• St. Peter was present when this conversation took place, and he took it to heart. Even though he would fail through a weak flesh in the future, in his spirit he sought to drink Christ’s chalice and submerge himself in Christ’s baptism of outpoured salvific blood. He shared that path to greatness with the first Christians in the diaspora of Churches in the Province of Asia, now part of Turkey. The age of persecution was beginning and he wanted them to know how to respond. He began the section we have today by saying, “Realize that you were ransomed from your futile conduct, handed on by your ancestors, not with perishable things like silver or gold but with the precious Blood of Christ as of a spotless unblemished Lamb.” They were “ransomed” by the one who had come to “give his life as a ransom for many.” And the price of their ransom was his “precious Blood,” the Blood filling the chalice Christ was wanting us to drink and share. And that realization is meant to free us from “futile conduct” focused on “perishable things like silver and gold” and worldly pursuits in order to help us to take like seriously. Implicitly echoing Christ, St. Peter was saying, “It shall not be like this,” this futile conduct, “with you.” St. Peter explained the type of behavior, the form of life, Christ was asking of us. “Since you have purified yourselves by obedience to the truth for sincere brotherly love, love one another intensely from a pure heart.” We have been purified by the bath of Christ’s bloody Baptism that made our Baptism regenerative. That ought to make us obedient, and obedient above all to Christ’s “first” and “new commandment,” that we are to love others as Christ has loved us first. This is what he calls “sincere brotherly love,” fraternal agape in the truth, not merely going through the motions, but loving “intensely” and from a “pure heart” that “sees God” in others and sees God who calls us to serve others with intense love. God has given us the power to do this by helping us to be “born anew … from an imperishable seed,” which is “the living and abiding word of God,” not just the seeds of the Gospel implanted within but also Christ himself, the living and abiding Lord within us. We’re able to do what we’re called to do precisely because from the inside he makes it possible. Drinking his chalice and being submerged in his Baptism means becoming one with him and allowing him to continue his salving work within.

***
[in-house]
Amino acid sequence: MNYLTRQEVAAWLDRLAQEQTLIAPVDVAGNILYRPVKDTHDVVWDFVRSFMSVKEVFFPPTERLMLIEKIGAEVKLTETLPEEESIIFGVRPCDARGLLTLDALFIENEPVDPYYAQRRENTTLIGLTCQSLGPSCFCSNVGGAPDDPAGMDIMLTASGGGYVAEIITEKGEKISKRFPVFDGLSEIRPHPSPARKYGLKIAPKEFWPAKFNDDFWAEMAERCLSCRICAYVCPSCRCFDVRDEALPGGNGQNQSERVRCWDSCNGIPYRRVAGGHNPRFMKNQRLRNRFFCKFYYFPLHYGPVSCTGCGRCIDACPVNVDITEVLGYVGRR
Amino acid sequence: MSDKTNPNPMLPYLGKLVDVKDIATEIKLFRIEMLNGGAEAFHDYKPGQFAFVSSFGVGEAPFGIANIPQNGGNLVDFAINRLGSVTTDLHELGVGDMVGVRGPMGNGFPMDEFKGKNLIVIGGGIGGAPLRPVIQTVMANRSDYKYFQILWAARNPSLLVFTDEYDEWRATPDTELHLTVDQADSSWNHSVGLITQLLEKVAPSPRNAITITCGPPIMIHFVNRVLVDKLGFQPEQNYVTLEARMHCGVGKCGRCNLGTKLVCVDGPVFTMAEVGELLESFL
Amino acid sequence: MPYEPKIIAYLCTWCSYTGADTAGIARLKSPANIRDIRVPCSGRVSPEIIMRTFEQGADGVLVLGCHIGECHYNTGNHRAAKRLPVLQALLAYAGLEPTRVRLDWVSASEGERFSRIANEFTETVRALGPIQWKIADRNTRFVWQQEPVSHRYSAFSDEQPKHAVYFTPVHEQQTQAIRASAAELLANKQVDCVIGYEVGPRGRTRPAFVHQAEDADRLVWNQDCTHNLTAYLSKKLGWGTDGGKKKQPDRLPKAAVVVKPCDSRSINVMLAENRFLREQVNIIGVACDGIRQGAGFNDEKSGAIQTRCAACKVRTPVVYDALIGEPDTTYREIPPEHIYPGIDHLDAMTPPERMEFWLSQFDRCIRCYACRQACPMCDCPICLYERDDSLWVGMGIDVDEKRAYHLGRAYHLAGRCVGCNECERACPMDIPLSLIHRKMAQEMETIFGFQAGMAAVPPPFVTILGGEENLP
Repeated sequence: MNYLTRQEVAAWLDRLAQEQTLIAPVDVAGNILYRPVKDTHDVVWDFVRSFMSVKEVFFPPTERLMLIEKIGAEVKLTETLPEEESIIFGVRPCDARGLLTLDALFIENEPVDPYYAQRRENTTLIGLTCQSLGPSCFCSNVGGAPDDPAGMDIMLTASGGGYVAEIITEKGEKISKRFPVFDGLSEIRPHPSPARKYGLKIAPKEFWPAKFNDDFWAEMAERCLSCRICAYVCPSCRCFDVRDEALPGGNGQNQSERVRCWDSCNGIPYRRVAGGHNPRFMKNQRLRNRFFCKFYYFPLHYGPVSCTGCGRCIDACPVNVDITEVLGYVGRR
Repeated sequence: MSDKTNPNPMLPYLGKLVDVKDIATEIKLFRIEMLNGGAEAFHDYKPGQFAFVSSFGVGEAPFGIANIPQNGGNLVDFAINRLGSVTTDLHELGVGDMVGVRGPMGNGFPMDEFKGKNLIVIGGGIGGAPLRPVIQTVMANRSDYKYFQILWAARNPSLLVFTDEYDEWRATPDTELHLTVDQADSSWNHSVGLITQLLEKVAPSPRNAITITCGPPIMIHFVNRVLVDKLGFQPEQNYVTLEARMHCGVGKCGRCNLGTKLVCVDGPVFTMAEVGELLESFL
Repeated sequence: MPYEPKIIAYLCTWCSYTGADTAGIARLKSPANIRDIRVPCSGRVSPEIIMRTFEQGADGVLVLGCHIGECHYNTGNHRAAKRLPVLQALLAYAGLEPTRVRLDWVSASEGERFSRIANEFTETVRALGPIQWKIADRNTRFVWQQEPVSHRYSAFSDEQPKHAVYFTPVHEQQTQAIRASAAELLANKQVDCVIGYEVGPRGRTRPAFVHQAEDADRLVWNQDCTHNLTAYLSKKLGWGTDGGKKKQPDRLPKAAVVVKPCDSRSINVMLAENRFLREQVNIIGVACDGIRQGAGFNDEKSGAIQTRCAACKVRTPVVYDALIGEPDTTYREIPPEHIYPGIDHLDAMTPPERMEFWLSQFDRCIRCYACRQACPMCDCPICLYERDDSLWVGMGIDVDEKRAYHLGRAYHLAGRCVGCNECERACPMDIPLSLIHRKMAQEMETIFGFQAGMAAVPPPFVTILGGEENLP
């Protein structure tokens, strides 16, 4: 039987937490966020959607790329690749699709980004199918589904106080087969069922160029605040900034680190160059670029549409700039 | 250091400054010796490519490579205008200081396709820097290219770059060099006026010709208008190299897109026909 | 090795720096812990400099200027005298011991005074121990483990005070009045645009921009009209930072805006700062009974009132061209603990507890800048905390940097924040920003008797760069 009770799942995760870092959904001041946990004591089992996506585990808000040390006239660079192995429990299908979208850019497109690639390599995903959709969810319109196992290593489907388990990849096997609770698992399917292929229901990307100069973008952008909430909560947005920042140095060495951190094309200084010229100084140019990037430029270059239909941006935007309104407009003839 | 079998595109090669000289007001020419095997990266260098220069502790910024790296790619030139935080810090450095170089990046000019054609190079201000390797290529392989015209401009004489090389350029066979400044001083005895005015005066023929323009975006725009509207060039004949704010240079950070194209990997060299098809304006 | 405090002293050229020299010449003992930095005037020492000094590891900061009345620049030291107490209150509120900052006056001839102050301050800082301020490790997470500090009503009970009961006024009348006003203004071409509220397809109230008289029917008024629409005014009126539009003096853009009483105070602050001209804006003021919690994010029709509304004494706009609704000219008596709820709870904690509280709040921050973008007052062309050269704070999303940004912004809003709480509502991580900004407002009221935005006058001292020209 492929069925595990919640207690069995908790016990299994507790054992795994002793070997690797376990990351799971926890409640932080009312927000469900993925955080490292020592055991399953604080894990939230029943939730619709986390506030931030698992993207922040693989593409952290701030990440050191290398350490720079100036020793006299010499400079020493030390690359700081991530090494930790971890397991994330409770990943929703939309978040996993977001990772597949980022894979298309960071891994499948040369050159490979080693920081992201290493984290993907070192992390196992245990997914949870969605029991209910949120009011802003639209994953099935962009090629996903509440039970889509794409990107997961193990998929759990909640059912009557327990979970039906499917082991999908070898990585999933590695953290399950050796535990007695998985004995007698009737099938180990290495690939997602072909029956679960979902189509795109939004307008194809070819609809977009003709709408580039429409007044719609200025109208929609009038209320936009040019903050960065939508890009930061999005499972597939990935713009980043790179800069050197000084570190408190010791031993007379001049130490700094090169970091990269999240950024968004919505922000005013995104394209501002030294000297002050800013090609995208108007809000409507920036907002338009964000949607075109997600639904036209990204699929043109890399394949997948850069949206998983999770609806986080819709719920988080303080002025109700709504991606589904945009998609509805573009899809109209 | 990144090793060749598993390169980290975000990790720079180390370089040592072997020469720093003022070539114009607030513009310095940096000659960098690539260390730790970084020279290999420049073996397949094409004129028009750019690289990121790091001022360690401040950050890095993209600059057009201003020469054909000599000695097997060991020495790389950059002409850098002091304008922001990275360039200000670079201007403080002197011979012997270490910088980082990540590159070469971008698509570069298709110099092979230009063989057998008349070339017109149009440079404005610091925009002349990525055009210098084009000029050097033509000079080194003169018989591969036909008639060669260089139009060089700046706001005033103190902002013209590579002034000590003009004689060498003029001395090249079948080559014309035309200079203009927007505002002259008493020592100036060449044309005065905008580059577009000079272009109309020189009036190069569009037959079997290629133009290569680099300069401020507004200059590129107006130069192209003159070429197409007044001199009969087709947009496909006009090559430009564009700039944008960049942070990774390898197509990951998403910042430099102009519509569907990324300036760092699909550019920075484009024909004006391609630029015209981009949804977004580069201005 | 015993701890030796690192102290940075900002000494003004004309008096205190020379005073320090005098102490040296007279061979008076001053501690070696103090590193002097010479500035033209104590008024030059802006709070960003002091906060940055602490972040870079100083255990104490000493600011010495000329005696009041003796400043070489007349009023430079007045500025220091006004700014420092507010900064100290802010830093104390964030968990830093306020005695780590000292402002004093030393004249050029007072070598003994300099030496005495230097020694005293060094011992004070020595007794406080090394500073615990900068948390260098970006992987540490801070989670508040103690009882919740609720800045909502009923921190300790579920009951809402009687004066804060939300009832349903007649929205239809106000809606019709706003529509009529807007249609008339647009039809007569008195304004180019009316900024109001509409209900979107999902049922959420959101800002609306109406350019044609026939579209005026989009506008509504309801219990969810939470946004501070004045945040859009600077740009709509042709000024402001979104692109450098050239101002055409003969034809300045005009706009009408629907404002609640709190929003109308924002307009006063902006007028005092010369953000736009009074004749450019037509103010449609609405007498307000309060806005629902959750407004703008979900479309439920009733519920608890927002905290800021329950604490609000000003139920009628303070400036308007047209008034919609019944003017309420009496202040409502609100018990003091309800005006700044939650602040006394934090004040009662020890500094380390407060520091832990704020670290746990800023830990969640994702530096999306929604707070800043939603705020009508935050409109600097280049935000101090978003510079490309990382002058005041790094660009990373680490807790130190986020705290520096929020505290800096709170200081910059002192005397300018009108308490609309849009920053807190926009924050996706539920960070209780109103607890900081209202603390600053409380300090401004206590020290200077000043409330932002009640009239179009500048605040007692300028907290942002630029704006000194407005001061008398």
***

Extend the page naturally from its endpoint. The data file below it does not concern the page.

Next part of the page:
• Someone who did this is the holy Carmelite we celebrate today, St. Mary Magdalene dei Pazzi (1566-1607). At the age of 16, in 1582, she entered the convent and when she took the habit a year later, when the priest placed the crucifix in her hands, he said to her, “God forbid that I should glory except in the cross of our Lord Jesus Christ by which the world has been crucified to me and I to the world” (Gal 6:14). She was filled with joy and an ardent desire to suffer together with Christ for the salvation of the world, to drink his chalice, to be baptized in his blood, to offer her life as a ransom for many. She ate only bread and water, except Sundays and solemnities. Her sufferings in life were severe, from migraines, to the dark night, to intense pains at even a light touch, eventually to paralysis. When another sister asked how she could bear so much pain without complaining, she pointed to the crucifix and said, “See what the infinite love of God has suffered for my salvation. That same love sees my weakness and gives me courage. Those who call to mind the sufferings of Christ and who offer up their own to God through His passion find their pains sweet and pleasant.” The greater her suffering, the greater her desire for it. “O Lord,” she once prayed, “let me suffer or let me die, or rather let me live on so that I may suffer more.” She heroically wanted to drink the chalice of suffering to the dregs. At the end of her life, as she was preparing to die at 41, she said to her superior and the sisters who were at her bedside, “Reverend mother and dear sisters, I am about to leave you, and the last thing I ask of you — and I ask it in the name of our Lord Jesus Christ — is that you love Him alone, that you trust implicitly in Him and that you encourage one another continually to suffer out of love for Him!” To love and trust in Jesus enough to suffer out of love for Him who suffered out of love for us. This was the means by which she loved her sisters sincerely, intensely and with a pure heart. This was the means by which she became great. And she’s praying for us today to become great with her and as she did, following the Lord’s indications.